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Broadcasters in legal bind over reporting on Tory crisis during election | Politics

Attempts by Conservative MPs to remove Theresa May from office during the European elections are causing problems for British broadcasters, which are struggling to work out what developments they are legally allowed to report about the prime minister’s seemingly doomed premiership. The UK’s strict broadcasting laws place tight restrictions on coverage of politics by TV

Attempts by Conservative MPs to remove Theresa May from office during the European elections are causing problems for British broadcasters, which are struggling to work out what developments they are legally allowed to report about the prime minister’s seemingly doomed premiership.

The UK’s strict broadcasting laws place tight restrictions on coverage of politics by TV and radio stations during election periods, with the rules becoming tighter once polls open.

Traditionally, this means broadcasters such as the BBC and ITV provide bland news coverage on election days, reporting little more than statements about people turning out to vote in order to avoid inadvertently swaying voters.

However, the unusual situation of a cabinet minister resigning on the eve of a national vote and an apparent attempt to remove May has challenged the implementation of these rules, with broadcasters trying to work out how to legally report on a story of major national importance.

The current thinking within the BBC is it would be able to report major factual developments on Thursday – such as if the prime minister confirmed she intended to step down while polls are open – but would be have be careful about putting such a decision in the political context of an election.

To complicate matters further, the outcome of the European election result in the UK is not declared until the rest of the EU finishes voting at 10pm on Sunday, putting more restrictions on broadcasters.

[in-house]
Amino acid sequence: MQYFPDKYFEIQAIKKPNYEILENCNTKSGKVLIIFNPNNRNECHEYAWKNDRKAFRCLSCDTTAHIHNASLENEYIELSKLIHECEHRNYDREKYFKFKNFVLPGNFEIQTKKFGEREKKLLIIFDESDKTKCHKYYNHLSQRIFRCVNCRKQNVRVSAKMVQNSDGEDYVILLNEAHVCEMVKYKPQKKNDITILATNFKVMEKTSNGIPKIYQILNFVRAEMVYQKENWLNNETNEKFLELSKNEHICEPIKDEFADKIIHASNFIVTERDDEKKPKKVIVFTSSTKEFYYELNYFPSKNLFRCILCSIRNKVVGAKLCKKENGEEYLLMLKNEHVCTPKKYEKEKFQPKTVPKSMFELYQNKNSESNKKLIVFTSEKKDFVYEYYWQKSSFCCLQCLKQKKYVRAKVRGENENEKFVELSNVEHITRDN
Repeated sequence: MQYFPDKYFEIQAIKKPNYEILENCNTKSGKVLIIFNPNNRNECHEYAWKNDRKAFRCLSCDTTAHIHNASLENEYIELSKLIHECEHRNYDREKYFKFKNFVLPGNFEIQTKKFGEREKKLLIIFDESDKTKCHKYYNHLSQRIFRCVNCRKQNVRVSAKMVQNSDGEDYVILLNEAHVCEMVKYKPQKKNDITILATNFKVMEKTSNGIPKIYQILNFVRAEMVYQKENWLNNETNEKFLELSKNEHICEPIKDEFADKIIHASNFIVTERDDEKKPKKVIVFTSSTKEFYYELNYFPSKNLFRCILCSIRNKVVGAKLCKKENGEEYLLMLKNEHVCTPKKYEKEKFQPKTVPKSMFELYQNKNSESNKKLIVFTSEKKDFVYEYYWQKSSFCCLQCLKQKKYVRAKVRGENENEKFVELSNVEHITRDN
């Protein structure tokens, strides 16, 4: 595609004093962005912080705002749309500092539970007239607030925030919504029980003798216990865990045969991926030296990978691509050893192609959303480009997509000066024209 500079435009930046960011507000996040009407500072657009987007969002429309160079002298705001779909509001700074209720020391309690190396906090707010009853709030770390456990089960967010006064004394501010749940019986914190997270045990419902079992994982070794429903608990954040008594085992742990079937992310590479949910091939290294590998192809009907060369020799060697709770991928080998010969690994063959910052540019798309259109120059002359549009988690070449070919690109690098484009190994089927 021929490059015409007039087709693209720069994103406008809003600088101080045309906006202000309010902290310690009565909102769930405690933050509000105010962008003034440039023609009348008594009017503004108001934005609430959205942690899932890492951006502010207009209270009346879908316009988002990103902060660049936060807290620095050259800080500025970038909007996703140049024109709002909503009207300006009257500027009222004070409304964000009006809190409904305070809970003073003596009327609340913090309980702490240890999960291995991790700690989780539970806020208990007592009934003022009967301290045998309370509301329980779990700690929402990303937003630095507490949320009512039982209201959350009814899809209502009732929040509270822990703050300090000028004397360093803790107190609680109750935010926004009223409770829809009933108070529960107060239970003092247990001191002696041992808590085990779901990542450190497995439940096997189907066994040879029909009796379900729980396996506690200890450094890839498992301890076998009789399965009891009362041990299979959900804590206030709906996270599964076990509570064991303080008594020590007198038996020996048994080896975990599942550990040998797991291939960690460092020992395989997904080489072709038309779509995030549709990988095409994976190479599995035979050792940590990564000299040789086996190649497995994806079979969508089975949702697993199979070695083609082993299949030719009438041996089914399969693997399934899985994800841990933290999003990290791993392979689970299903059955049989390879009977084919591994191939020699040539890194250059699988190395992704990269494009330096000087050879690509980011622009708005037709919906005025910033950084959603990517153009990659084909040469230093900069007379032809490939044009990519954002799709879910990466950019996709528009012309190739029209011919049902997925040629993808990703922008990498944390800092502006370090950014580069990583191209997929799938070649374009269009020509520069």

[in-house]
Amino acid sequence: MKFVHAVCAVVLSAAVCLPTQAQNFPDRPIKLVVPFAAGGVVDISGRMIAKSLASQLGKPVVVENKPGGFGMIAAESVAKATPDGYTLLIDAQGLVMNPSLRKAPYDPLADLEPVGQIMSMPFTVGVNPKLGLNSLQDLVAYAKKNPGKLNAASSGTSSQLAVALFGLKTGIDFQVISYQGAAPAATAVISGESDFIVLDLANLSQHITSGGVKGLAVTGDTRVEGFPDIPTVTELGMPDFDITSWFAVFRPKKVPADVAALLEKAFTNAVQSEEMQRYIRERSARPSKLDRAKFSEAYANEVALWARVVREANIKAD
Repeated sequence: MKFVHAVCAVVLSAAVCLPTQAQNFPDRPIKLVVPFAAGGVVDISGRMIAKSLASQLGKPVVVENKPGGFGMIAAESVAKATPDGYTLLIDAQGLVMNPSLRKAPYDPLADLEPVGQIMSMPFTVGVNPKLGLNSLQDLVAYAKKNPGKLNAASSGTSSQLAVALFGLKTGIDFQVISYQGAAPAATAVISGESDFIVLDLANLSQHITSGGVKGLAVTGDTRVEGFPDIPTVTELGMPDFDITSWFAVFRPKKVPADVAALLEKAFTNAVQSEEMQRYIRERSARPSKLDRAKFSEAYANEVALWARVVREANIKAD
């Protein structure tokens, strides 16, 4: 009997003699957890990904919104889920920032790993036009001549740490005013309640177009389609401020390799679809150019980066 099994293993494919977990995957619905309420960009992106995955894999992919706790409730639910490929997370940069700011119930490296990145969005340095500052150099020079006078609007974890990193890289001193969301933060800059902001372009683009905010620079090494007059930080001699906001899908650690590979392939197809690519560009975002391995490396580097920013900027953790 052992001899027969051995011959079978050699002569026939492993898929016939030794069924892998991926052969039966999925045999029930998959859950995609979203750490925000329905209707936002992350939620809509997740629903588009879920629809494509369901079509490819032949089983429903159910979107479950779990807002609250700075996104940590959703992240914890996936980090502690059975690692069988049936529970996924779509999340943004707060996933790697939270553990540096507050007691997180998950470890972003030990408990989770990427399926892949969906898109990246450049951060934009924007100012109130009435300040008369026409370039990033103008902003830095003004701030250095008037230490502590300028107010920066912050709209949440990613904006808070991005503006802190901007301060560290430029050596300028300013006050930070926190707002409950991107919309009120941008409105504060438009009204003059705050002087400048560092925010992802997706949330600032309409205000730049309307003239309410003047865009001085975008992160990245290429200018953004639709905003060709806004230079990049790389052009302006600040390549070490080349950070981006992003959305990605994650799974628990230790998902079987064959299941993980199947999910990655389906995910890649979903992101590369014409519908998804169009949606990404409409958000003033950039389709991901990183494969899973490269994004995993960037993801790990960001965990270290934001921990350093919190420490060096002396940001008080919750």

BBC guidelines state: “While the polls are open throughout Europe, it is a criminal offence to broadcast anything about the way in which people have voted in that election or to forecast the election result, which includes how a particular party or candidate may have fared, based on how people have voted.”

Concerned broadcasters are wondering how to comply with this rule, with the potential result that politicians who take to the airwaves on Friday, Saturday or Sunday could be asked to avoid mentioning formal predictions or polling about the Conservative party’s expected drubbing – or the Brexit party’s anticipated success – in the elections.

As a result, politicians who are attempting to displace May could also have their interviews ended if they cite previous opinion polls predicting a poor performance in the elections, with the BBC considering how to minimise the potential for compliance issues.

One journalist at the corporation said: “If the Tories get no votes and the prime minister is forced out, and Tories complain that they got no votes, we might not be able to say the bit about the votes.”

Although news outlets such as the BBC tend to apply the same broadcast standards to their websites and social media accounts, reporting by print and online publications such as the Guardian is not subject to the broadcasting code.

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